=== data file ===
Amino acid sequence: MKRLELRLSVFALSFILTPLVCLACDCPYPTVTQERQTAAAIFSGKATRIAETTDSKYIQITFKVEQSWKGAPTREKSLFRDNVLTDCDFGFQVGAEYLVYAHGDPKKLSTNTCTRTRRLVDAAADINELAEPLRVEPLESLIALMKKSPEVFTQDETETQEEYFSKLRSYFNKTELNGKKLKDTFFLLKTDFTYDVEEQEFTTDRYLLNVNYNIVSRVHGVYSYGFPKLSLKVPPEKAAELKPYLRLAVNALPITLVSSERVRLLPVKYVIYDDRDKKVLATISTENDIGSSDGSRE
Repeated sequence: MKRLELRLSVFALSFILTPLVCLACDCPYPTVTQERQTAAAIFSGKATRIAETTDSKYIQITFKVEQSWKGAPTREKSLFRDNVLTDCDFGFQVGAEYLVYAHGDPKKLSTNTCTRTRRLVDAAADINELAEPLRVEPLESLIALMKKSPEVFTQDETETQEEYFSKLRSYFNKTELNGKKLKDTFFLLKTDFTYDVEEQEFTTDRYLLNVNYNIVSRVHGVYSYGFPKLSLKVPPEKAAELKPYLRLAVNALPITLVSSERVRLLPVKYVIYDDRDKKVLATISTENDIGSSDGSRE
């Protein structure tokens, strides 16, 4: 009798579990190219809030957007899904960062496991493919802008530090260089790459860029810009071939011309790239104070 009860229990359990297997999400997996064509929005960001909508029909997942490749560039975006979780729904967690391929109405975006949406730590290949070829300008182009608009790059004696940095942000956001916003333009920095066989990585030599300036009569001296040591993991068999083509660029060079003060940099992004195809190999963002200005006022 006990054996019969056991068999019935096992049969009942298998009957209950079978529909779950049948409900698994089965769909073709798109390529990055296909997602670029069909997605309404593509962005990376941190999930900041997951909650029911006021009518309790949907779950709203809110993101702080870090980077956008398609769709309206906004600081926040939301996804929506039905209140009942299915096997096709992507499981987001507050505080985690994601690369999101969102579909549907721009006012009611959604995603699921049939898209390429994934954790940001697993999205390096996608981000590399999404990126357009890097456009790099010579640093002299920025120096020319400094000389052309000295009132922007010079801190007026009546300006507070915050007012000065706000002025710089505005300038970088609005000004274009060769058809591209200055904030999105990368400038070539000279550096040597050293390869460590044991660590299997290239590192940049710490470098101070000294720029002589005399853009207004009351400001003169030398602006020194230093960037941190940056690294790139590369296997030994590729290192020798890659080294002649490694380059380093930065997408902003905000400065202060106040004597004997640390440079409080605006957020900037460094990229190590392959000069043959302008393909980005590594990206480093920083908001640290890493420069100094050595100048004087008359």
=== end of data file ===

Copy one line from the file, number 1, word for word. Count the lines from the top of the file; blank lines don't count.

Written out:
Amino acid sequence: MKRLELRLSVFALSFILTPLVCLACDCPYPTVTQERQTAAAIFSGKATRIAETTDSKYIQITFKVEQSWKGAPTREKSLFRDNVLTDCDFGFQVGAEYLVYAHGDPKKLSTNTCTRTRRLVDAAADINELAEPLRVEPLESLIALMKKSPEVFTQDETETQEEYFSKLRSYFNKTELNGKKLKDTFFLLKTDFTYDVEEQEFTTDRYLLNVNYNIVSRVHGVYSYGFPKLSLKVPPEKAAELKPYLRLAVNALPITLVSSERVRLLPVKYVIYDDRDKKVLATISTENDIGSSDGSRE